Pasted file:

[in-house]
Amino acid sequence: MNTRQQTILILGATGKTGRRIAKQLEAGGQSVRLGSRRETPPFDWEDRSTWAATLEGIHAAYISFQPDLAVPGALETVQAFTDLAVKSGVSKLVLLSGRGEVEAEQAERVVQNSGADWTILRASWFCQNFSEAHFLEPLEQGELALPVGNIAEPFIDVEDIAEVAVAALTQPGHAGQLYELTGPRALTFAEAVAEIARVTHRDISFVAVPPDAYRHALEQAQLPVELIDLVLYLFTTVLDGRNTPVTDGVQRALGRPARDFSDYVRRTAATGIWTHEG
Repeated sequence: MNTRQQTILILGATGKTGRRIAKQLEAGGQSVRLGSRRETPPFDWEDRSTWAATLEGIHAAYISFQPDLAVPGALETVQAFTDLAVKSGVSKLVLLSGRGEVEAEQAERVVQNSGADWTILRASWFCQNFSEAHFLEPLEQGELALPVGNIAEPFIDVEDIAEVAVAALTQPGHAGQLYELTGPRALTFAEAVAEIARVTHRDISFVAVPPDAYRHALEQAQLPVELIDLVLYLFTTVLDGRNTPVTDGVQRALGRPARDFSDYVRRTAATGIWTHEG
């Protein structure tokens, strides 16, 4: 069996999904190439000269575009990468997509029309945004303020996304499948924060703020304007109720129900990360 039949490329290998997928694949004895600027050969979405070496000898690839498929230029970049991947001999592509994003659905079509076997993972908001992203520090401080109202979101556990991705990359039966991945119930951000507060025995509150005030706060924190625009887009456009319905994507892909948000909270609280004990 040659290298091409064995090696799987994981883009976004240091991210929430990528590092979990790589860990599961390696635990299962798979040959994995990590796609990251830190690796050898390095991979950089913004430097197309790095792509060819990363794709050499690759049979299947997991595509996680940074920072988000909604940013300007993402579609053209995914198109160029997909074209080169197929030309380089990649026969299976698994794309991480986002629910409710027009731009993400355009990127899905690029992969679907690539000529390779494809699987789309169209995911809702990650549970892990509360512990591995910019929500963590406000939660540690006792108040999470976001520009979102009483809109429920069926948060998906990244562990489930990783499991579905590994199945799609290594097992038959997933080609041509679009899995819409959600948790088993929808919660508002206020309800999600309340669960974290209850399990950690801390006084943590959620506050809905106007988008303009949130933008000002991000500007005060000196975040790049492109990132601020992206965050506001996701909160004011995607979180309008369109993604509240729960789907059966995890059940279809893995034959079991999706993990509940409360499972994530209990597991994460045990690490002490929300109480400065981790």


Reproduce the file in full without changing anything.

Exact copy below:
[in-house]
Amino acid sequence: MNTRQQTILILGATGKTGRRIAKQLEAGGQSVRLGSRRETPPFDWEDRSTWAATLEGIHAAYISFQPDLAVPGALETVQAFTDLAVKSGVSKLVLLSGRGEVEAEQAERVVQNSGADWTILRASWFCQNFSEAHFLEPLEQGELALPVGNIAEPFIDVEDIAEVAVAALTQPGHAGQLYELTGPRALTFAEAVAEIARVTHRDISFVAVPPDAYRHALEQAQLPVELIDLVLYLFTTVLDGRNTPVTDGVQRALGRPARDFSDYVRRTAATGIWTHEG
Repeated sequence: MNTRQQTILILGATGKTGRRIAKQLEAGGQSVRLGSRRETPPFDWEDRSTWAATLEGIHAAYISFQPDLAVPGALETVQAFTDLAVKSGVSKLVLLSGRGEVEAEQAERVVQNSGADWTILRASWFCQNFSEAHFLEPLEQGELALPVGNIAEPFIDVEDIAEVAVAALTQPGHAGQLYELTGPRALTFAEAVAEIARVTHRDISFVAVPPDAYRHALEQAQLPVELIDLVLYLFTTVLDGRNTPVTDGVQRALGRPARDFSDYVRRTAATGIWTHEG
């Protein structure tokens, strides 16, 4: 069996999904190439000269575009990468997509029309945004303020996304499948924060703020304007109720129900990360 039949490329290998997928694949004895600027050969979405070496000898690839498929230029970049991947001999592509994003659905079509076997993972908001992203520090401080109202979101556990991705990359039966991945119930951000507060025995509150005030706060924190625009887009456009319905994507892909948000909270609280004990 040659290298091409064995090696799987994981883009976004240091991210929430990528590092979990790589860990599961390696635990299962798979040959994995990590796609990251830190690796050898390095991979950089913004430097197309790095792509060819990363794709050499690759049979299947997991595509996680940074920072988000909604940013300007993402579609053209995914198109160029997909074209080169197929030309380089990649026969299976698994794309991480986002629910409710027009731009993400355009990127899905690029992969679907690539000529390779494809699987789309169209995911809702990650549970892990509360512990591995910019929500963590406000939660540690006792108040999470976001520009979102009483809109429920069926948060998906990244562990489930990783499991579905590994199945799609290594097992038959997933080609041509679009899995819409959600948790088993929808919660508002206020309800999600309340669960974290209850399990950690801390006084943590959620506050809905106007988008303009949130933008000002991000500007005060000196975040790049492109990132601020992206965050506001996701909160004011995607979180309008369109993604509240729960789907059966995890059940279809893995034959079991999706993990509940409360499972994530209990597991994460045990690490002490929300109480400065981790």